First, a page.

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6TiSCH                                                      Q. Wang, Ed.
Internet-Draft                           Univ. of Sci. and Tech. Beijing
Intended status: Informational                             X. Vilajosana
Expires: April 11, 2016                  Universitat Oberta de Catalunya
                                                         October 9, 2015


                    6TiSCH Operation Sublayer (6top)
                   draft-wang-6tisch-6top-sublayer-02

Abstract

   This document defines the 6TiSCH Operation Sublayer (6top), which
   offers mechanisms for distributed scheduling in 6TiSCH networks.  The
   6top sublayer is the next higher layer of the IEEE802.15.4e TSCH
   medium access control layer.  The 6top Protocol (6P) defined in this
   document allows neighbor nodes to add/delete TSCH cells to one
   another.  To be able to match different application requirements, the
   algorithm of when to add/delete cells, called the 6top Objective
   Function (6OF), is left out of scope, and will be specified in one of
   more companion documents.

Requirements Language

   The key words "MUST", "MUST NOT", "REQUIRED", "SHALL", "SHALL NOT",
   "SHOULD", "SHOULD NOT", "RECOMMENDED", "NOT RECOMMENDED", "MAY", and
   "OPTIONAL" in this document are to be interpreted as described in RFC
   2119 [RFC2119].

Status of This Memo

   This Internet-Draft is submitted in full conformance with the
   provisions of BCP 78 and BCP 79.

   Internet-Drafts are working documents of the Internet Engineering
   Task Force (IETF).  Note that other groups may also distribute
   working documents as Internet-Drafts.  The list of current Internet-
   Drafts is at http://datatracker.ietf.org/drafts/current/.

   Internet-Drafts are draft documents valid for a maximum of six months
   and may be updated, replaced, or obsoleted by other documents at any
   time.  It is inappropriate to use Internet-Drafts as reference
   material or to cite them other than as "work in progress."

   This Internet-Draft will expire on April 11, 2016.






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Copyright Notice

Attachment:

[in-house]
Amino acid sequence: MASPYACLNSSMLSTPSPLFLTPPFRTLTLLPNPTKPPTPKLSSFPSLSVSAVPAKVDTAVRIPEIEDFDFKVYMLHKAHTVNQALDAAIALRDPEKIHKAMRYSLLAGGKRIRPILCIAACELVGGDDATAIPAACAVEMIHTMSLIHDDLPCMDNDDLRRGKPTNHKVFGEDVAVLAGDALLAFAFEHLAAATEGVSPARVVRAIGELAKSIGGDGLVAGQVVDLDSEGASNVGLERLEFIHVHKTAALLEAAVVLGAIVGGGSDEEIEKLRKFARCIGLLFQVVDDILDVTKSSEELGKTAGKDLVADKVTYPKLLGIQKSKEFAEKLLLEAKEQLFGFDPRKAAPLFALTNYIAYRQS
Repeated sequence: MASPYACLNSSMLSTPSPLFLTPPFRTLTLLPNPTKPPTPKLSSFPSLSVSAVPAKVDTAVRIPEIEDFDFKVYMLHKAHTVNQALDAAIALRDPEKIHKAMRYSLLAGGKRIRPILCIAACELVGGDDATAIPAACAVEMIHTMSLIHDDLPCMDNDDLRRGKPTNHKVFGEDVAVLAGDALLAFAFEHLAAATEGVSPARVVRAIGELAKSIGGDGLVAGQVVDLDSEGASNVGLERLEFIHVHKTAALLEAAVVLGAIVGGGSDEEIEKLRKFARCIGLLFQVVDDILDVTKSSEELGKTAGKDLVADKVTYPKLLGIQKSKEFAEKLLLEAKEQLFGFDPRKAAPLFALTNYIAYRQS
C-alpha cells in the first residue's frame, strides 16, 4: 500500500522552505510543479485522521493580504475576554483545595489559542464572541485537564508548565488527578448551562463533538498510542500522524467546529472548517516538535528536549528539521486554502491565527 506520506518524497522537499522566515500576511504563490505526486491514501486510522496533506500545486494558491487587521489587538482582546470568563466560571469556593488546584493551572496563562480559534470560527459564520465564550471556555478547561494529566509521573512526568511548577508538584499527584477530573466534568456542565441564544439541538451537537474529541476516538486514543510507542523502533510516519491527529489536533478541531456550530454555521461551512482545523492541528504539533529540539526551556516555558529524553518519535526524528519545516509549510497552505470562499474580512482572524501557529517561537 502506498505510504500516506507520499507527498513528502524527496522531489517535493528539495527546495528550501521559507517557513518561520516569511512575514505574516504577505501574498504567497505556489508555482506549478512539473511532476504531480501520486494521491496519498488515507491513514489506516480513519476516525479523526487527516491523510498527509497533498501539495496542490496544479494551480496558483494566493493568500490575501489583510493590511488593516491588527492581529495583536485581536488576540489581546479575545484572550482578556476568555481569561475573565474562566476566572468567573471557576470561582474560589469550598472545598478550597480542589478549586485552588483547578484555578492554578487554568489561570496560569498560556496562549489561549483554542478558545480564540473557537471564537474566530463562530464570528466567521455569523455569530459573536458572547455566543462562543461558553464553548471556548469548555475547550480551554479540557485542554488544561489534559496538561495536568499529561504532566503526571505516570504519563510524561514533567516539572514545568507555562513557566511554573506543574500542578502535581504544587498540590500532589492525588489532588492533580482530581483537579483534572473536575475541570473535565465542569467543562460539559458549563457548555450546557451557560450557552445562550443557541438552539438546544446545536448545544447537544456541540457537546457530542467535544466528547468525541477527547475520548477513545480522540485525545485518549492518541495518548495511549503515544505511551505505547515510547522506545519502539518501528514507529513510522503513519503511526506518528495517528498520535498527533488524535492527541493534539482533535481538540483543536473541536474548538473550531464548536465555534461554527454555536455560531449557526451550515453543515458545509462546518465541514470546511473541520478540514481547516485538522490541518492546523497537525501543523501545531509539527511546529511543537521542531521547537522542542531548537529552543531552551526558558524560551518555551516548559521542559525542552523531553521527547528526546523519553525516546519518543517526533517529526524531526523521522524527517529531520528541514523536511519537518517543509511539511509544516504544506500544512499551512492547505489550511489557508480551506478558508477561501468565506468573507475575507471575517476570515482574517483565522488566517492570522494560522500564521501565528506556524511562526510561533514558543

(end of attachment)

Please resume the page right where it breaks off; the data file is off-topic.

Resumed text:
Copyright (c) 2015 IETF Trust and the persons identified as the
   document authors.  All rights reserved.

   This document is subject to BCP 78 and the IETF Trust's Legal
   Provisions Relating to IETF Documents
   (http://trustee.ietf.org/license-info) in effect on the date of
   publication of this document.  Please review these documents
   carefully, as they describe your rights and restrictions with respect
   to this document.  Code Components extracted from this document must
   include Simplified BSD License text as described in Section 4.e of
   the Trust Legal Provisions and are provided without warranty as
   described in the Simplified BSD License.

Table of Contents

   1.  Introduction  . . . . . . . . . . . . . . . . . . . . . . . .   3
   2.  6TiSCH Operation Sublayer (6top)  . . . . . . . . . . . . . .   4
     2.1.  Hard/Soft Cells . . . . . . . . . . . . . . . . . . . . .   4
     2.2.  6top and minimal  . . . . . . . . . . . . . . . . . . . .   4
   3.  6top Protocol (6P)  . . . . . . . . . . . . . . . . . . . . .   5
     3.1.  Message Format  . . . . . . . . . . . . . . . . . . . . .   6
       3.1.1.  6top Information Element  . . . . . . . . . . . . . .   6
       3.1.2.  General Message Format  . . . . . . . . . . . . . . .   6
       3.1.3.  6P OpCode . . . . . . . . . . . . . . . . . . . . . .   6
       3.1.4.  6P Cell Format  . . . . . . . . . . . . . . . . . . .   7
       3.1.5.  6P ADD Request Format . . . . . . . . . . . . . . . .   7
       3.1.6.  6P DELETE Request Format  . . . . . . . . . . . . . .   8
       3.1.7.  6P Response Format  . . . . . . . . . . . . . . . . .   8
     3.2.  Protocol Behavior . . . . . . . . . . . . . . . . . . . .   8
       3.2.1.  Version Checking  . . . . . . . . . . . . . . . . . .   8
       3.2.2.  6OFID Checking  . . . . . . . . . . . . . . . . . . .   9
       3.2.3.  Concurrent Atomic Transactions  . . . . . . . . . . .   9
       3.2.4.  Timeout . . . . . . . . . . . . . . . . . . . . . . .   9
       3.2.5.  Adding cells  . . . . . . . . . . . . . . . . . . . .   9
       3.2.6.  Deleting cells  . . . . . . . . . . . . . . . . . . .  10